I’m still a bit shocked, just having watched the last episode. Not shocked by anything that actually happened in this last season, but shocked it is over. I’ve known THE SONG OF ICE AND FIRE far longer than THE GAME OF THRONES series. It is a story that’s been with me for much more than a decade, before it became the pop-culture phenomenon that dazzled the world. More than anything, the amazing characters will be missed, even though I’m eagerly waiting for the upcoming WINDS OF WINTER. This last season of the series was bound to disappoint. The expectations were so high that only a genius would be able to carry through this overwhelming story. And Martin is a genius, no doubt about it, and it would have made a world of difference if he had finished writing the books before the series was over. It would more or less bind the producers and showrunners to something a little bit more solid at the end of the journey. Let me speak a bit about this anyway – careful with the SPOILERS.
Most people (me included) cannot imagine the size of an enterprise like the GoT series. We’re talking about many millions of dollars, thousands of people – talented, creative, brilliant people – dozens of locations, mind-blowing effects. Being up there deciding on the very lives of all of these people and ideas must be terrifying. And some mistakes were made. First of all, the lack of courage: someone up there, HBO itself, the showrunners, whoever, was not brave enough to commit to a couple of more seasons. Maybe the actors were getting tired, maybe the organization was becoming difficult to manage, maybe the company felt the money involved was too risky – we have no idea what prompted that decision… but it was a shame. The story would hold up for a couple of seasons more. Still, this season was always going to be disappointing: the expectations were too high. I spoke here about build-up and pay-off. The build-up of this series was so incredible that the pay-off was almost impossible to achieve. Whatever happened, we were bound to be disappointed. We invested too much. It is a natural phenomenon for people to fantasize too much and expect to be enthralled by a story, an idea, a man or a woman. But then, as life teaches us again and again, disappointment is also a natural result.
There were other underwhelming decisions made by the showrunners besides ending it so quickly, with a final 6-episode season. We will always criticize the strategies of the Battle of Winterfell, or the cinematography of the 3rd episode, or (SPOILER ALERT) that Daenerys got mad or that Arya did not kill Cersei in the end. These are a few moments that break our hearts. Some more sophisticated options might have been better – Drogon could have gone out of control, or the bells of King’s Landing failed to ring – I wonder if the writers were clever enough to see this would lead to the same situation in the end. I am mostly critic of the fact that at least one of the first two episodes of this season is completely useless and could have been used to improve the overall result.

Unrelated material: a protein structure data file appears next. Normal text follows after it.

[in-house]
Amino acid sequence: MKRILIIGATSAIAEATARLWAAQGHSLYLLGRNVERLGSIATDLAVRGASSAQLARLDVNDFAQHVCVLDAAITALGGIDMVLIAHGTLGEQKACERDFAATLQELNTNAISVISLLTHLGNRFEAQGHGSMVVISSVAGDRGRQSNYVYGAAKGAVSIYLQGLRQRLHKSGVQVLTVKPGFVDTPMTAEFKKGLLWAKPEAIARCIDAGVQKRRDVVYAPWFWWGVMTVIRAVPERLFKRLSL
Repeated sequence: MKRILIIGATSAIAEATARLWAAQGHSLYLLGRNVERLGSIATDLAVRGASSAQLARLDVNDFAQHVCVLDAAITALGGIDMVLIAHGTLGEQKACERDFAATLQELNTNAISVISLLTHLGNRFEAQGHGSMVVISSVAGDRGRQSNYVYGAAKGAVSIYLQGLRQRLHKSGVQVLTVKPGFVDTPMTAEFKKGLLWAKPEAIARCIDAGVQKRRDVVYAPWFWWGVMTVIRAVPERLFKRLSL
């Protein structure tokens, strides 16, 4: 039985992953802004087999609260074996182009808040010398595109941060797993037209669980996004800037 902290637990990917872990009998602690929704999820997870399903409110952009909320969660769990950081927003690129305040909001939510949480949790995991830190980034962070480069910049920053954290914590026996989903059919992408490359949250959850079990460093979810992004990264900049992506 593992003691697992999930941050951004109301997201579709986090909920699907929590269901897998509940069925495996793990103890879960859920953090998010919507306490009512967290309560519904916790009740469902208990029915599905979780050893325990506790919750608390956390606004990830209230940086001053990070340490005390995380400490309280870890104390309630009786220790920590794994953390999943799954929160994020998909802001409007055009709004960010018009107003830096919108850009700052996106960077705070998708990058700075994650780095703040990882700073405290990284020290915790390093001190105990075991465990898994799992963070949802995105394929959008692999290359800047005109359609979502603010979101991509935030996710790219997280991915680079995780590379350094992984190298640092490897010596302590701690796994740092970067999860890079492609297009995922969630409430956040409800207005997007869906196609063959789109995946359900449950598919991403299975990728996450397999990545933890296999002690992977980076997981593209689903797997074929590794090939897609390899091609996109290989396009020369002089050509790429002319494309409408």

However, what I find the most disturbing is the following: because of the polemic that fell on this season, and one or two mistakes, we are ignoring that some moments in these final episodes, especially on the last two episodes, are some of the most beautiful, well written and powerful moments in the whole series. The last two episodes are, in truth, close to brilliant – as long as you don’t get shocked by the plotpoints. And I enjoyed most of the others, in truth. I suffered during the Battle of Winterfell, I rejoiced with Arya’s coup, my heart almost exploded when I heard Missandei say ‘Dracarys’. In truth, in spite of the episodes being so long, feature-film long in fact, they went by like freight trains and they all seemed to last just a few minutes. And then there were moments that… will remain with me forever.
Melisandre’s death is a beautiful scene, but Carice Van Houten’s performance on the witch’s last stance at the pit is so very powerful! What an actress! The way her face changes as the dead approach is a tribute to acting.
Peter Dinklage is an incredible actor and the goodbye scene of Tyrion with his brother Jamie is breathtaking. Extremely well written it is a pearl of Dinklage’s performance. I doubt this goodbye could ever be a better one.
Arya escaping the catastrophe of King’s Landing is perfectly well made. I was almost out of breath when I followed her through the dust and fire, as she helped people among the fallen buildings and finished up as a lonely survival – finding an equally lonely horse in the rubble. Very well done!
The fight of the Cleganes was wonderful. Very well staged and Rory McCann, playing The Hound, is an excellent actor.
Dinklage shows his skills again in both his last meeting with Jon Snow and Tyrion’s speech at the gathering of the lords. He is a monster.
The scene of Daenerys death is painfully beautiful. It couldn’t have been better, in my view. Both Drogon and Jon Snow’s pain is impressively real and powerful. It was the last breath of the Targaryen and a deserved one as well.
I very much liked the final montage and the final scenes of the series. It is a tribute to the talent behind this series that they were so beautiful. We will miss this fantastic journey. I hope that you, the ones that felt heartbroken and cheated by this last season, are able to go back to these episodes with fresh eyes and see the beauty that they offer.
And now for the final disappointment: GoT was an event. It’s over. It’s time for the rest of our lives. Some other genius will come… and we’ll lose our minds once more. But not today. See you around the next campfire, fellow warriors.